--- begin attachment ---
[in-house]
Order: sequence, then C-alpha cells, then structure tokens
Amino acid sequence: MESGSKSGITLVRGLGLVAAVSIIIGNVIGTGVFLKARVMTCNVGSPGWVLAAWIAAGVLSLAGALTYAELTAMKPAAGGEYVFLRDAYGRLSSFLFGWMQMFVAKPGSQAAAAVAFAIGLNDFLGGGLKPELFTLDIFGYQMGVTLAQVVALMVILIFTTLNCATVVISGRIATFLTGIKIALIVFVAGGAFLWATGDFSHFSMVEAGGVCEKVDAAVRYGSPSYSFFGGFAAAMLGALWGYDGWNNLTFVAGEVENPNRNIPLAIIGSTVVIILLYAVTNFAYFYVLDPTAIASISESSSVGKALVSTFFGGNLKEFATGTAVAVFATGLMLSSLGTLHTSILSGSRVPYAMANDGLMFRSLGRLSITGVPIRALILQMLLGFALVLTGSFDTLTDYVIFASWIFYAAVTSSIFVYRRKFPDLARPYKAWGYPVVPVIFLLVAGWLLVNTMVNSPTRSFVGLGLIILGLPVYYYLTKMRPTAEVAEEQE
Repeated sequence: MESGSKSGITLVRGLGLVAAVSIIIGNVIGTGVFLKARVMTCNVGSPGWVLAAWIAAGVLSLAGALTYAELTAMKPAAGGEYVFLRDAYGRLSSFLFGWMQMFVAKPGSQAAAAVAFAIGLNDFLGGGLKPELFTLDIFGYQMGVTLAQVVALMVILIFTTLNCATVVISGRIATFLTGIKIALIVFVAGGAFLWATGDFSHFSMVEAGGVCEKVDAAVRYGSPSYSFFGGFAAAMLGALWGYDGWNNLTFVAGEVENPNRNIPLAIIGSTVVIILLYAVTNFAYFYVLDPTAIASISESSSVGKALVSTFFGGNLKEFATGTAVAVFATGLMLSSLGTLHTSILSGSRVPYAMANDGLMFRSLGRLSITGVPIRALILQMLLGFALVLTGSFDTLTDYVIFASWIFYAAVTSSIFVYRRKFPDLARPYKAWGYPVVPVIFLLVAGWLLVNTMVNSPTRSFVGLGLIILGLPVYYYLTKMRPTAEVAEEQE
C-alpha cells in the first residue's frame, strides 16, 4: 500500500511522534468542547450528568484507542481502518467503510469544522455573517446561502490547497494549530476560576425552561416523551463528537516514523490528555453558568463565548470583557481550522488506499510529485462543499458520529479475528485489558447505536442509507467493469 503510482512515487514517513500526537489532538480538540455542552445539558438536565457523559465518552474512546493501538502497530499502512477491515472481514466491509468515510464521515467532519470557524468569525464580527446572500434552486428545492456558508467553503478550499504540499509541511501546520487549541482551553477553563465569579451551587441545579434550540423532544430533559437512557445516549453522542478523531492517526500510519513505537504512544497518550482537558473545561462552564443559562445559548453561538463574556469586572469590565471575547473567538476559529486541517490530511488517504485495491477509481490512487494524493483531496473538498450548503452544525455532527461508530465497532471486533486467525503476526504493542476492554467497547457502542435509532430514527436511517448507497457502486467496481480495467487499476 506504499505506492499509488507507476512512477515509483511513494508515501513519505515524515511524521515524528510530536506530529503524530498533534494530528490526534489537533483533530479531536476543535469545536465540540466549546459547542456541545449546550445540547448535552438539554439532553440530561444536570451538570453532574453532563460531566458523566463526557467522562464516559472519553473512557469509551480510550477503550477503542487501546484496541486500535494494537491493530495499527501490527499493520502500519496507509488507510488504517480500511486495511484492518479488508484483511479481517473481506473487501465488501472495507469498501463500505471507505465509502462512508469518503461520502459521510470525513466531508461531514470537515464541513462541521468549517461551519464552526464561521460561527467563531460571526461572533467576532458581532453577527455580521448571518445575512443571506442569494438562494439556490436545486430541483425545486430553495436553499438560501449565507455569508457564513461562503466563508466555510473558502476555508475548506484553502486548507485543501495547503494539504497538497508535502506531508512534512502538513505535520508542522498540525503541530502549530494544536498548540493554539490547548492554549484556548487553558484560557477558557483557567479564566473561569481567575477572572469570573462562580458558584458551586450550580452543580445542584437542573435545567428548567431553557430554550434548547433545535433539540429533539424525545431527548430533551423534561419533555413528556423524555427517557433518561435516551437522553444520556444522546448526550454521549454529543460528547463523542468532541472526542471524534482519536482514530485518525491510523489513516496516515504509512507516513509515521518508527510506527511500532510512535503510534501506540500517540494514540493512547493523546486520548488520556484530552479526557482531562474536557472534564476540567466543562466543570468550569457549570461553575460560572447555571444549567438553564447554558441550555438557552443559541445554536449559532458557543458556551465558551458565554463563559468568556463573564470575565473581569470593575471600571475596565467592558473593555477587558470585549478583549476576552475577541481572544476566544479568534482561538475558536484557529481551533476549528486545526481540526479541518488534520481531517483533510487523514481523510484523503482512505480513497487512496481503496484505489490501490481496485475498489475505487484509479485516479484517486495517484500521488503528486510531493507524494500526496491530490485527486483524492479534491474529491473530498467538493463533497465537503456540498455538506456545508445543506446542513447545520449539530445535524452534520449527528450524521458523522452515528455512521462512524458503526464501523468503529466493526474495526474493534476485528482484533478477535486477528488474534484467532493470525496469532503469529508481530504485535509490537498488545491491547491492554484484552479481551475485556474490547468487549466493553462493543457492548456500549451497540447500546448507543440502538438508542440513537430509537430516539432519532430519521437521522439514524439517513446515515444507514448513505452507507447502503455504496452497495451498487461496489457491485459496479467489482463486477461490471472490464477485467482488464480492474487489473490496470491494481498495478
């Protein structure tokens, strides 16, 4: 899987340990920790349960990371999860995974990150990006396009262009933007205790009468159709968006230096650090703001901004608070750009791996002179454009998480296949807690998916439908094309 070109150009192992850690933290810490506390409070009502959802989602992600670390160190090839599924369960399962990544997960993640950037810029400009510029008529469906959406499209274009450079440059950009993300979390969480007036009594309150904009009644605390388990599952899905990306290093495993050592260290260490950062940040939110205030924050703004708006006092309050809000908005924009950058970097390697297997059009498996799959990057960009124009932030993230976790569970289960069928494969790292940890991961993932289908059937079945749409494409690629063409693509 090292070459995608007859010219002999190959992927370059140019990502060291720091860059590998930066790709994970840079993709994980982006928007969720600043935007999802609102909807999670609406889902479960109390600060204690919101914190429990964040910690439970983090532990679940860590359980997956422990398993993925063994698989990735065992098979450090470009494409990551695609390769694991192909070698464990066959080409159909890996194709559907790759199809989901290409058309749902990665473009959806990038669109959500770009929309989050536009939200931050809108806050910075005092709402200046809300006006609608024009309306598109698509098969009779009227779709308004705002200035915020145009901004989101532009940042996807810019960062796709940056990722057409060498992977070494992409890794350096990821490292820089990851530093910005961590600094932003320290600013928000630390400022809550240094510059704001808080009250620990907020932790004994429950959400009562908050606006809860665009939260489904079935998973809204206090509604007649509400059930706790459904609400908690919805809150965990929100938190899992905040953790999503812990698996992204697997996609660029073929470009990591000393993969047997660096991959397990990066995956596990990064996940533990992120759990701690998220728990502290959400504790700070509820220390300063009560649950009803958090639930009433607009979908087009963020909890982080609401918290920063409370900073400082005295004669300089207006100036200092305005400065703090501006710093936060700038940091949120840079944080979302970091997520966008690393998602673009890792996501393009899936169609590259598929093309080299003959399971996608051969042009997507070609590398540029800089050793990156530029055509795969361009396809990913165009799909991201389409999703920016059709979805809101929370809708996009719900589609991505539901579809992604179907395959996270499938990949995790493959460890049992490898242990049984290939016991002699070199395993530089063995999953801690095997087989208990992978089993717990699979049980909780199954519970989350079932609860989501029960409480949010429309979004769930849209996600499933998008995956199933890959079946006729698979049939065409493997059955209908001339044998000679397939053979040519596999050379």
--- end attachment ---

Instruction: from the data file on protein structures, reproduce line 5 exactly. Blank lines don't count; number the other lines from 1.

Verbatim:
C-alpha cells in the first residue's frame, strides 16, 4: 500500500511522534468542547450528568484507542481502518467503510469544522455573517446561502490547497494549530476560576425552561416523551463528537516514523490528555453558568463565548470583557481550522488506499510529485462543499458520529479475528485489558447505536442509507467493469 503510482512515487514517513500526537489532538480538540455542552445539558438536565457523559465518552474512546493501538502497530499502512477491515472481514466491509468515510464521515467532519470557524468569525464580527446572500434552486428545492456558508467553503478550499504540499509541511501546520487549541482551553477553563465569579451551587441545579434550540423532544430533559437512557445516549453522542478523531492517526500510519513505537504512544497518550482537558473545561462552564443559562445559548453561538463574556469586572469590565471575547473567538476559529486541517490530511488517504485495491477509481490512487494524493483531496473538498450548503452544525455532527461508530465497532471486533486467525503476526504493542476492554467497547457502542435509532430514527436511517448507497457502486467496481480495467487499476 506504499505506492499509488507507476512512477515509483511513494508515501513519505515524515511524521515524528510530536506530529503524530498533534494530528490526534489537533483533530479531536476543535469545536465540540466549546459547542456541545449546550445540547448535552438539554439532553440530561444536570451538570453532574453532563460531566458523566463526557467522562464516559472519553473512557469509551480510550477503550477503542487501546484496541486500535494494537491493530495499527501490527499493520502500519496507509488507510488504517480500511486495511484492518479488508484483511479481517473481506473487501465488501472495507469498501463500505471507505465509502462512508469518503461520502459521510470525513466531508461531514470537515464541513462541521468549517461551519464552526464561521460561527467563531460571526461572533467576532458581532453577527455580521448571518445575512443571506442569494438562494439556490436545486430541483425545486430553495436553499438560501449565507455569508457564513461562503466563508466555510473558502476555508475548506484553502486548507485543501495547503494539504497538497508535502506531508512534512502538513505535520508542522498540525503541530502549530494544536498548540493554539490547548492554549484556548487553558484560557477558557483557567479564566473561569481567575477572572469570573462562580458558584458551586450550580452543580445542584437542573435545567428548567431553557430554550434548547433545535433539540429533539424525545431527548430533551423534561419533555413528556423524555427517557433518561435516551437522553444520556444522546448526550454521549454529543460528547463523542468532541472526542471524534482519536482514530485518525491510523489513516496516515504509512507516513509515521518508527510506527511500532510512535503510534501506540500517540494514540493512547493523546486520548488520556484530552479526557482531562474536557472534564476540567466543562466543570468550569457549570461553575460560572447555571444549567438553564447554558441550555438557552443559541445554536449559532458557543458556551465558551458565554463563559468568556463573564470575565473581569470593575471600571475596565467592558473593555477587558470585549478583549476576552475577541481572544476566544479568534482561538475558536484557529481551533476549528486545526481540526479541518488534520481531517483533510487523514481523510484523503482512505480513497487512496481503496484505489490501490481496485475498489475505487484509479485516479484517486495517484500521488503528486510531493507524494500526496491530490485527486483524492479534491474529491473530498467538493463533497465537503456540498455538506456545508445543506446542513447545520449539530445535524452534520449527528450524521458523522452515528455512521462512524458503526464501523468503529466493526474495526474493534476485528482484533478477535486477528488474534484467532493470525496469532503469529508481530504485535509490537498488545491491547491492554484484552479481551475485556474490547468487549466493553462493543457492548456500549451497540447500546448507543440502538438508542440513537430509537430516539432519532430519521437521522439514524439517513446515515444507514448513505452507507447502503455504496452497495451498487461496489457491485459496479467489482463486477461490471472490464477485467482488464480492474487489473490496470491494481498495478